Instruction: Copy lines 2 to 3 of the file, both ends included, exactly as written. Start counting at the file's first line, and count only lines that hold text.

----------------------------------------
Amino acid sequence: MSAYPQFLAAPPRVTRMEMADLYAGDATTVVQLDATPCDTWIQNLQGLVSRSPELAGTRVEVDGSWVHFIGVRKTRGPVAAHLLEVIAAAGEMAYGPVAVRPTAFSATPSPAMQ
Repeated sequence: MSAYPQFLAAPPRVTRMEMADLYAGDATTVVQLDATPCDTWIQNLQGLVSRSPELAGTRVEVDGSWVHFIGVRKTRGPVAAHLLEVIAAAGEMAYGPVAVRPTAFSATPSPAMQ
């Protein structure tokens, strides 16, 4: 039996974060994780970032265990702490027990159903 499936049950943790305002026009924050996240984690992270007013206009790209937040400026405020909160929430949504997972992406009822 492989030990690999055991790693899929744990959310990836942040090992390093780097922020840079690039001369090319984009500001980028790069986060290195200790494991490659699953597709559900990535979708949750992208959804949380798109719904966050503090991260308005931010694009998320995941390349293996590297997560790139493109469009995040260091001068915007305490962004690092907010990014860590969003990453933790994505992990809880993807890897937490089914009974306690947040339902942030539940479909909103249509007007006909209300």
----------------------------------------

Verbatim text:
Repeated sequence: MSAYPQFLAAPPRVTRMEMADLYAGDATTVVQLDATPCDTWIQNLQGLVSRSPELAGTRVEVDGSWVHFIGVRKTRGPVAAHLLEVIAAAGEMAYGPVAVRPTAFSATPSPAMQ
């Protein structure tokens, strides 16, 4: 039996974060994780970032265990702490027990159903 499936049950943790305002026009924050996240984690992270007013206009790209937040400026405020909160929430949504997972992406009822 492989030990690999055991790693899929744990959310990836942040090992390093780097922020840079690039001369090319984009500001980028790069986060290195200790494991490659699953597709559900990535979708949750992208959804949380798109719904966050503090991260308005931010694009998320995941390349293996590297997560790139493109469009995040260091001068915007305490962004690092907010990014860590969003990453933790994505992990809880993807890897937490089914009974306690947040339902942030539940479909909103249509007007006909209300």